Drug Benefit Cost Trend Starts to Rise

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Drug Benefit Cost Trend Starts to Rise
Calendar08 December 2014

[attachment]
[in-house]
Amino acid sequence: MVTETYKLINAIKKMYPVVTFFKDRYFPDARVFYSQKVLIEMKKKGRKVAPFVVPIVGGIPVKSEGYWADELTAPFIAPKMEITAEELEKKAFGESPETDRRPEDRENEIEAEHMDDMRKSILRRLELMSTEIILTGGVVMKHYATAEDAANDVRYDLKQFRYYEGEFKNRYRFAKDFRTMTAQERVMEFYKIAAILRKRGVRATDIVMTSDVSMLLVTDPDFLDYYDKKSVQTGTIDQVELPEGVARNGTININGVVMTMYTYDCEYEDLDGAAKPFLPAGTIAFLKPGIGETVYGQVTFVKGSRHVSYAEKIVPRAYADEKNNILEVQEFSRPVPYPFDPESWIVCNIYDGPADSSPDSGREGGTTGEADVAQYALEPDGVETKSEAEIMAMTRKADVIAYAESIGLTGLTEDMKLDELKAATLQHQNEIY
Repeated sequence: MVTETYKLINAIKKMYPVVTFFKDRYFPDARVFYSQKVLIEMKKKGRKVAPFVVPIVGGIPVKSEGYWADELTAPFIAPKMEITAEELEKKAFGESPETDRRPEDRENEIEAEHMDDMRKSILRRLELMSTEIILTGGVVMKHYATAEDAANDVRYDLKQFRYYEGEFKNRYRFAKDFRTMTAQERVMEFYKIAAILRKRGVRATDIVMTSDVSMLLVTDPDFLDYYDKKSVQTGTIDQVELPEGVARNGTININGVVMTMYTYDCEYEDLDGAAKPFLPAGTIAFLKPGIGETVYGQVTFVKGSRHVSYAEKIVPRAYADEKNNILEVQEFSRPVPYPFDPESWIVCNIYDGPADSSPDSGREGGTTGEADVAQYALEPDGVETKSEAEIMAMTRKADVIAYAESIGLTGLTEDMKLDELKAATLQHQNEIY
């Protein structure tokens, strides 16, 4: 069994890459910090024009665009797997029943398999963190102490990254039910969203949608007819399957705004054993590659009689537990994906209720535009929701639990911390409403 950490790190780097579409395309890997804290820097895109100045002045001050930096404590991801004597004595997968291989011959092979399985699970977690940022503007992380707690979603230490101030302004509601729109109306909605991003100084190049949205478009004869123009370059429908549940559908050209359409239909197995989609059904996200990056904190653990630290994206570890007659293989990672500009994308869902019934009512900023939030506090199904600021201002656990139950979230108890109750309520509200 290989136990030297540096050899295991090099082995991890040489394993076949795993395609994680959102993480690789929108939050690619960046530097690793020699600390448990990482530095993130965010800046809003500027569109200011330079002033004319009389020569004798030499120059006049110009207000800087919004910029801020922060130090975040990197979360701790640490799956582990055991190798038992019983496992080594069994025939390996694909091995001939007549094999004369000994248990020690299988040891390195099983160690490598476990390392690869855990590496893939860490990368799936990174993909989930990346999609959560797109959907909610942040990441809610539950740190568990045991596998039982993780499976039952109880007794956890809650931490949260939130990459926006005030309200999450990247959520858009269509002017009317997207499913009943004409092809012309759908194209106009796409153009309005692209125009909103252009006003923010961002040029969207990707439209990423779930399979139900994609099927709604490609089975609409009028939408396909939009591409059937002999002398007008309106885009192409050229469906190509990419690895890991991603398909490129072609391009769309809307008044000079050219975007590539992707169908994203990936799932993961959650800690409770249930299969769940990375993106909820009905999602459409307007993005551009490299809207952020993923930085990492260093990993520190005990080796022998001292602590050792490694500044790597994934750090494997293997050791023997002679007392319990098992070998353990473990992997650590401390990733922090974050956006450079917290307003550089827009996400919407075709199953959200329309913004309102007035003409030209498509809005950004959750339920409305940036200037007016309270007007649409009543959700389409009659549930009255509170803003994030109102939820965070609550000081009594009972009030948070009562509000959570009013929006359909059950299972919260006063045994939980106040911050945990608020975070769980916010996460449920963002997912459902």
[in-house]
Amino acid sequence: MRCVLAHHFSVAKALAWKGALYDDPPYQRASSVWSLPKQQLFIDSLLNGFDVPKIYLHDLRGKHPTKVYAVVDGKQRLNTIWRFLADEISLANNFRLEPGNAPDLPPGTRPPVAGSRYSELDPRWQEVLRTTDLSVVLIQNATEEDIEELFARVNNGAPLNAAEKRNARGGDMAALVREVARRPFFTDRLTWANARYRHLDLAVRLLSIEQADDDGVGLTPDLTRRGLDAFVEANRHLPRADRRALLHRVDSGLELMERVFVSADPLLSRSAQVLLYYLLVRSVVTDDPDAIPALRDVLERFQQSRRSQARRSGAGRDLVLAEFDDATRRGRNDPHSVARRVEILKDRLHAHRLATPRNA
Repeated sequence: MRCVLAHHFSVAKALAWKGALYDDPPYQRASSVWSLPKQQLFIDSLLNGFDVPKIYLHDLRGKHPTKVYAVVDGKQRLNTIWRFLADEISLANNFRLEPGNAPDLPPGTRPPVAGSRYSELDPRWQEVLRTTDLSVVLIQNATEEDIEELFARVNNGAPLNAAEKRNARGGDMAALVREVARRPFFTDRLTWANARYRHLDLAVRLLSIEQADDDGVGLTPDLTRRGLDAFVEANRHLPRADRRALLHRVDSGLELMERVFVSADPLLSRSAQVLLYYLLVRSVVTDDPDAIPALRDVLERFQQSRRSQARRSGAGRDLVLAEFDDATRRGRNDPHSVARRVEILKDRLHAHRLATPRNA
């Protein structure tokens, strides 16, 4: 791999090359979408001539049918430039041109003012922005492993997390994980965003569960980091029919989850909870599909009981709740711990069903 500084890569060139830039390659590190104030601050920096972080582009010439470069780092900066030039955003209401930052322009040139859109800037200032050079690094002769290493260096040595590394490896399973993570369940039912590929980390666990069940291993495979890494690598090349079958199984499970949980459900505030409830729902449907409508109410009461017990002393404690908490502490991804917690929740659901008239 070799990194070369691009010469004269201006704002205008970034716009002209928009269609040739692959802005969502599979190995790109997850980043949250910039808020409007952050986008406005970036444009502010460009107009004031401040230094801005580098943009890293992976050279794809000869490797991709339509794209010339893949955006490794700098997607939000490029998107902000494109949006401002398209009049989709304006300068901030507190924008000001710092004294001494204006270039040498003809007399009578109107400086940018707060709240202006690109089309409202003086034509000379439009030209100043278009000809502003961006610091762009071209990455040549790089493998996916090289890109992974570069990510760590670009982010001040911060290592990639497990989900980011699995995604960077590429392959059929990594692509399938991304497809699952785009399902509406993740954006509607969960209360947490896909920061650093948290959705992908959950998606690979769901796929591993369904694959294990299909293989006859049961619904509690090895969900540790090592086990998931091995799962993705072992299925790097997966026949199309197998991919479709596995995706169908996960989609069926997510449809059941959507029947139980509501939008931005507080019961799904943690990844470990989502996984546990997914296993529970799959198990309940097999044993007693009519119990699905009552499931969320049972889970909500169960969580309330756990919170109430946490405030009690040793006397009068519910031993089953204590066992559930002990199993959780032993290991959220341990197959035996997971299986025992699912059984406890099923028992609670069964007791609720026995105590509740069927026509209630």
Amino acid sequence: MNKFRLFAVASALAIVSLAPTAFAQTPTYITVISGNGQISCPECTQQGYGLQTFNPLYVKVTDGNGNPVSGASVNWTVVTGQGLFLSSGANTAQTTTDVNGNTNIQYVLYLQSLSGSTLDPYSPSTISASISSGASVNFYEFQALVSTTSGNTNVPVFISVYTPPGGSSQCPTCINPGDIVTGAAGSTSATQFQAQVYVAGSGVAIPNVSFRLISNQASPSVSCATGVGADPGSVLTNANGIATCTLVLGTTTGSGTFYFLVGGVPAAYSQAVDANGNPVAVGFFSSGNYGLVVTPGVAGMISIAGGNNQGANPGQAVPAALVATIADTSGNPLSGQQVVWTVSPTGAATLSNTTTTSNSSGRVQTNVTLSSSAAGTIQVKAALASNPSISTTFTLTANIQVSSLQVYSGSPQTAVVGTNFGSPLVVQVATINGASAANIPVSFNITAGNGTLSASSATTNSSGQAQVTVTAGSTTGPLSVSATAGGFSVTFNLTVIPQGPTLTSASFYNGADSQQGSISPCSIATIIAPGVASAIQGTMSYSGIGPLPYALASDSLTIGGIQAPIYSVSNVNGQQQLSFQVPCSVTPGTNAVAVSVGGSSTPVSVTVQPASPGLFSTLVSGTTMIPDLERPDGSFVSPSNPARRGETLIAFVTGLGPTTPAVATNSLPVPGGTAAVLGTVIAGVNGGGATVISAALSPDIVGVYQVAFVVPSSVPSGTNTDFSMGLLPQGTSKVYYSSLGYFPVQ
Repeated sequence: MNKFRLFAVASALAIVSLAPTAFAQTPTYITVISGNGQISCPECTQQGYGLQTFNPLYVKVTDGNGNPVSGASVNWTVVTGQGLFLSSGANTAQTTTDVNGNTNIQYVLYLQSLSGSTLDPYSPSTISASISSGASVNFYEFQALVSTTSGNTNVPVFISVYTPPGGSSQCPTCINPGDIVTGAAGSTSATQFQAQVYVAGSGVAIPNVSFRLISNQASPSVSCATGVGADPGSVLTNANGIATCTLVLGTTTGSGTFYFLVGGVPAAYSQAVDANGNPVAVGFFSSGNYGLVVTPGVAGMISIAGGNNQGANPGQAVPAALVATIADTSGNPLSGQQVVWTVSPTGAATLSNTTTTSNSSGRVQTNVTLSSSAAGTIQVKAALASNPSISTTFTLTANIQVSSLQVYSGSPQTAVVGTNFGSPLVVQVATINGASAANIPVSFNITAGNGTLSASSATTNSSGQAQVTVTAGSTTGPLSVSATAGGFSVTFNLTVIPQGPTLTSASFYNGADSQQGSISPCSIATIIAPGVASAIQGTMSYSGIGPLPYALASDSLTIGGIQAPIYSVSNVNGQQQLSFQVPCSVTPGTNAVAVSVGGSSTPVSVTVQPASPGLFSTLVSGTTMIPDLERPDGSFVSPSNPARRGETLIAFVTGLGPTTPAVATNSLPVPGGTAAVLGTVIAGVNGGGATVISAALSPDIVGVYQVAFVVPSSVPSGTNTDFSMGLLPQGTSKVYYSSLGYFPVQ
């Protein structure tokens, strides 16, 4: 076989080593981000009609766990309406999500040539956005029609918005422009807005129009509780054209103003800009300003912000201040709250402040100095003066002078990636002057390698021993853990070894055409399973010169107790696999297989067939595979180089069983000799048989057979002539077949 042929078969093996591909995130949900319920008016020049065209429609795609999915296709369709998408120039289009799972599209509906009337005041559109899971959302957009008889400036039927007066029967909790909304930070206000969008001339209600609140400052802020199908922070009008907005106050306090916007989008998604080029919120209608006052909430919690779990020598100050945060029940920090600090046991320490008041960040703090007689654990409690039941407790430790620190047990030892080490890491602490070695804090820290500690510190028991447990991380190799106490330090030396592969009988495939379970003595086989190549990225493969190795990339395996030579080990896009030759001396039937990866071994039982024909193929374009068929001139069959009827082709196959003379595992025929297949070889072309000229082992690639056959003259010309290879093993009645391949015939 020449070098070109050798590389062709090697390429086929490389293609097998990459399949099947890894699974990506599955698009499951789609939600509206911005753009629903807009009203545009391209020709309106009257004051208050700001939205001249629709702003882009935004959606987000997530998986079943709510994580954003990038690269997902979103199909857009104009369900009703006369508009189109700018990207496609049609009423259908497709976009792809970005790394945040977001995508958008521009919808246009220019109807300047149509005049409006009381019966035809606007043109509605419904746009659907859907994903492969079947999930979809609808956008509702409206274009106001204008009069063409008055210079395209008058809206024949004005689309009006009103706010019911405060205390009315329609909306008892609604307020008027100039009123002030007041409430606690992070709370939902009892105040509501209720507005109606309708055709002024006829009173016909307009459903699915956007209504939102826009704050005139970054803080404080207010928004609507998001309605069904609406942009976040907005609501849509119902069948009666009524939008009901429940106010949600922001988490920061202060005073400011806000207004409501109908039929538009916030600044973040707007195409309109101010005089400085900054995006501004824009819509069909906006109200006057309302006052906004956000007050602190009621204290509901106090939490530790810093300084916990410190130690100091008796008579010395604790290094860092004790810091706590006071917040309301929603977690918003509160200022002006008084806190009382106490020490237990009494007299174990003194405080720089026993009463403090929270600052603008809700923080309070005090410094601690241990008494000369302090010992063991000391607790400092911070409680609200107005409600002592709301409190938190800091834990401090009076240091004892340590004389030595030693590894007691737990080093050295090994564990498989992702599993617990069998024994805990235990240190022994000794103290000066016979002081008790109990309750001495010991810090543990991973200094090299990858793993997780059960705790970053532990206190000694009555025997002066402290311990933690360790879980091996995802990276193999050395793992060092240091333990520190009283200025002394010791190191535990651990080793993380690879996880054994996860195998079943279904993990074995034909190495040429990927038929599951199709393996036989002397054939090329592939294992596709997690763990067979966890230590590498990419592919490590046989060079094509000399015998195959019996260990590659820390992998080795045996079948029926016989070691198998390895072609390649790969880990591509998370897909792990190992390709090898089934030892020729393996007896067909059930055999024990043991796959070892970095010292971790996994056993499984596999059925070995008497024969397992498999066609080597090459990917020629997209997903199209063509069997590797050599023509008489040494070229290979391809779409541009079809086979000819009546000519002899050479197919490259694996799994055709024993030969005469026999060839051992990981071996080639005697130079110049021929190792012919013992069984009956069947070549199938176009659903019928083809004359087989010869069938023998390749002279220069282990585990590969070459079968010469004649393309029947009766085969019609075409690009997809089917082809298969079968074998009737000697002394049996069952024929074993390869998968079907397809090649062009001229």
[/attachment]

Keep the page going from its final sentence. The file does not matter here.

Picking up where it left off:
This article from Kaiser Health News breaks some troubling but not unexpected news: American spending on medications has increased 12% in 2014, after five years of increases averaging 3.6% annually. While there a few reasons for this spike in cost -- innovative new cancer therapies, the expansion of coverage due to the ACA and a slowdown in brand-name medications becoming generics -- a “bubble of innovation around hepatitis C” is the primary cause. The new hepatitis C drug Sovaldi costs $1,000 a pill and another, Harvoni, costs $1,125 a pill, or $94,500 for a 12-week course. These drugs have such an impact on drug costs because so many Americans -- 3 to 4 million -- are infected and eligible for this treatment. Many employers and other payers have been caught by surprise by the cost impact of these drugs. In Mercer’s recent survey, employers did predict that drug benefit cost would grow at a faster rate at their next renewal than at their last, reversing the downward trend of the past several years. However, large employers predicted an increase of just 6%, which may fall short of their actual increase. About two-fifths of large employers (42%) attempt to steer employees to a specialty medications at a specialty pharmacy, either with lower cost-sharing or by excluding certain drugs from non-specialty pharmacies. While experts predict cost growth will normalize by 2016, higher drug costs are the new reality and employers need a long-term strategy to prevent more surprises.

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